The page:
As the TV industry continues to question where the boys are, Nielsen Entertainment and videogame publisher Activision may have found the answer.
The companies are partnering to expand audience research in the vidgame sector and, as a first move, they conducted a poll of gaming and TV viewership habits among young men.
Survey found that three quarters of TV households with a male between 8 and 34 have a gaming console and, among that audience, 18- to 34-year-old gamers watch slightly less television than other men their age. For 8- to 17-year-old boys, though, TV viewership among gamers is the same as for non-gamers.
Male gamers spend an average of 12.5 hours per week playing videogames, a figure that’s apparently taking a chunk out of TV time for those over 18, which stands at 9.8 hours per week. While Nielsen was quick to note the poll captured only one moment of time in February, the numbers may help to explain the 7.7% decline in 18-34 male TV viewership recorded this past fall season.
“It’s reasonable to suspect this has something to do with the decline in TV viewership,” said Nielsen Entertainment CEO Andy Wing. “These figures would definitely vary depending on the seasonal programming content, but it’s clear there’s a greater affinity amongst young males for videogames and it’s challenging other forms of entertainment.”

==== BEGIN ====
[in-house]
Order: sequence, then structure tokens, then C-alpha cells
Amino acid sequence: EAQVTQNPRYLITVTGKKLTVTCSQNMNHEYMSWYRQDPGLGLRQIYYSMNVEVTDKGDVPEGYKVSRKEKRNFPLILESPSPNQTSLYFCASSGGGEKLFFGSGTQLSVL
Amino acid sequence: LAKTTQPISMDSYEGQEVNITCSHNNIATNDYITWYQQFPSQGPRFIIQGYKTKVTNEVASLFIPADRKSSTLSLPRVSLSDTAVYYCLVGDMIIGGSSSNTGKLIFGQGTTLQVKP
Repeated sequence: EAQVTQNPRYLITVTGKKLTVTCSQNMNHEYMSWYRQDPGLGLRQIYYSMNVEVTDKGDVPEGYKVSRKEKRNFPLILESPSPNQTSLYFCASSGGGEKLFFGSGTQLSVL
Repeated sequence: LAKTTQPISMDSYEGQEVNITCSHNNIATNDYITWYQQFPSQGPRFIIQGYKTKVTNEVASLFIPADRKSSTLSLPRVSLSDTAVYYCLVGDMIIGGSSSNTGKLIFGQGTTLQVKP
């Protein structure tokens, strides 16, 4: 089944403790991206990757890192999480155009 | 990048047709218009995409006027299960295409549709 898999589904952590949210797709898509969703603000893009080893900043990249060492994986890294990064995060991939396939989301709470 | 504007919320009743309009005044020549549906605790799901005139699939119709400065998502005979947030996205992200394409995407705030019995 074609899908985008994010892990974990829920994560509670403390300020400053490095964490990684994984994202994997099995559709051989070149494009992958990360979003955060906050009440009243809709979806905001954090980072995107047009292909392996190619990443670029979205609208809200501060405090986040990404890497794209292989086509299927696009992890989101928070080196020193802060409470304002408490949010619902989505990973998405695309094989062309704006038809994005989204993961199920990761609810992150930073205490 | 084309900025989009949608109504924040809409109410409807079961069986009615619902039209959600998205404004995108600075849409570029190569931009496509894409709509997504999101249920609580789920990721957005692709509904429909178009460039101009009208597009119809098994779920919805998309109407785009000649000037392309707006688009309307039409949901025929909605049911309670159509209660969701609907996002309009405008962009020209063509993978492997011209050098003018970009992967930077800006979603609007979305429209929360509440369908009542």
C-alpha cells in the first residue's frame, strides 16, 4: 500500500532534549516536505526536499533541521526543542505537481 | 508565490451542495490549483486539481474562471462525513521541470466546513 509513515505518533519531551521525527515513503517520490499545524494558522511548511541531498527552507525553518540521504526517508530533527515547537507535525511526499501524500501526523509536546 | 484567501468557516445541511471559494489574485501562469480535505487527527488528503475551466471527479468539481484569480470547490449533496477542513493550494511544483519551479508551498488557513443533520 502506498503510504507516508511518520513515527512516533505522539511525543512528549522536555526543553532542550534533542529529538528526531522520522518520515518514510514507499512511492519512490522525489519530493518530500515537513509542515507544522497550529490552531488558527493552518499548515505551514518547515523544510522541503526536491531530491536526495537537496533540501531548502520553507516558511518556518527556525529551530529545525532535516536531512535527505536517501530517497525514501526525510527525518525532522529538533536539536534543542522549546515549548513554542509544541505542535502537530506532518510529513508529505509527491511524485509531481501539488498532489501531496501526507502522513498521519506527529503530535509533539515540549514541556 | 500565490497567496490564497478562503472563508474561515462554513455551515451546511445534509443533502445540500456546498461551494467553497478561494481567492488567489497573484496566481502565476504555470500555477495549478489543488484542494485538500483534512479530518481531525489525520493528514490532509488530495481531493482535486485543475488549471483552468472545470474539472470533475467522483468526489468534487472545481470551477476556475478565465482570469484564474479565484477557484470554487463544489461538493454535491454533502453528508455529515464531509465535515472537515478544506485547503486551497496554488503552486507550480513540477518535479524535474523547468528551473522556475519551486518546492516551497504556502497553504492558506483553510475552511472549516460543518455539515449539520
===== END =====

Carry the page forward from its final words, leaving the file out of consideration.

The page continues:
In-game ads up
While research has significant implications for networks, the companies are partnering to help improve data available for the small but growing trend of in-game advertising.
Within the next 12 months, companies plan to take advantage of audible watermarks that will allow wireless devices to detect when players interact with in-game products branded by advertisers. As the next generation Xbox 2 and PlayStation 3 launch with broadband capabilities in 2006, Nielsen will also use the Net to track gameplay.
“There are about 30 billion hours of game play a year, but right now there’s no way to measure it and put a tangible value on it,” said Activision CEO Bobby Kotick. “That’s preventing us from taking advantage of a real market opportunity to advertise to our core audience of young males.”
Activision has calculated that videogames could potentially take over $7 billion of the U.S. advertising market, given the size and value of the audience.
Last year, vidgame companies attracted only about $10 million in advertising, with brands paying at most $500,000 for prominent placement of their products in games like “Tony Hawk Underground.”
Nielsen is currently in talks with a number of vidgame publishers and hopes to roll out its wireless tracking system within 12 months. It is also aiming to begin tracking retail sales of vidgames in the same time frame.